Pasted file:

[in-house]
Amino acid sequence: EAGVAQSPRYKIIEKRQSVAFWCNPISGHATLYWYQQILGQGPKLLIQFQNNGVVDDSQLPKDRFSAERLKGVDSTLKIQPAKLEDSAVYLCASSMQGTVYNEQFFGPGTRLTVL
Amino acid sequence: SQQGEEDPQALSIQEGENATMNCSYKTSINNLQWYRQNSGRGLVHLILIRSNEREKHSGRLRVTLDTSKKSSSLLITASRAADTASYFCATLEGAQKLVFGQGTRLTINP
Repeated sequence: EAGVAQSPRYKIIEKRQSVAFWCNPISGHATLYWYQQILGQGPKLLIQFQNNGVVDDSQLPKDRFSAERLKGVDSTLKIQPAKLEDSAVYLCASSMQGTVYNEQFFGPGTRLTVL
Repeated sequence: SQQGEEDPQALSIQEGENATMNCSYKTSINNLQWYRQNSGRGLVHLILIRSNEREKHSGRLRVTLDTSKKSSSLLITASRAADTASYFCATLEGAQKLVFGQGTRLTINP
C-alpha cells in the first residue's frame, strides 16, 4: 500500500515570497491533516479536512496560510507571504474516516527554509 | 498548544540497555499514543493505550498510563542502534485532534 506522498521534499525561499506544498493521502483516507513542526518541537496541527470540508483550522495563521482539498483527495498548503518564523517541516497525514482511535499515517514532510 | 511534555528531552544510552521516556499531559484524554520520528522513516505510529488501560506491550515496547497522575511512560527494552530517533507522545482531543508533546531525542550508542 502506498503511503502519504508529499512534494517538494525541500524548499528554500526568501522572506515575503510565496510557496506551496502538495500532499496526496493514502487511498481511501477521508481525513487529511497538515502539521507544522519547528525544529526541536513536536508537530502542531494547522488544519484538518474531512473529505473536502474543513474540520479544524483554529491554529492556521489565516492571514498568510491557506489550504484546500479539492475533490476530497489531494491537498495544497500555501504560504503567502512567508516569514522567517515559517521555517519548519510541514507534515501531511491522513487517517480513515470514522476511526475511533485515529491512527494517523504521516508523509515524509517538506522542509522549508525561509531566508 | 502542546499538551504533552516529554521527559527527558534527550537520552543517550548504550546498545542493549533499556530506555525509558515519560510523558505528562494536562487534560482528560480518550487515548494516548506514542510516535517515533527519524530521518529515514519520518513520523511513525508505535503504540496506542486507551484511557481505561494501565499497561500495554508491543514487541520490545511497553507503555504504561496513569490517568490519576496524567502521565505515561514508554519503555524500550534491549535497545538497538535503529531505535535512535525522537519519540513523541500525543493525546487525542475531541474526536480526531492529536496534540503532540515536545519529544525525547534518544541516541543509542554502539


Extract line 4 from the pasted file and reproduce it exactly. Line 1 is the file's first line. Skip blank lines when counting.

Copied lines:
Repeated sequence: EAGVAQSPRYKIIEKRQSVAFWCNPISGHATLYWYQQILGQGPKLLIQFQNNGVVDDSQLPKDRFSAERLKGVDSTLKIQPAKLEDSAVYLCASSMQGTVYNEQFFGPGTRLTVL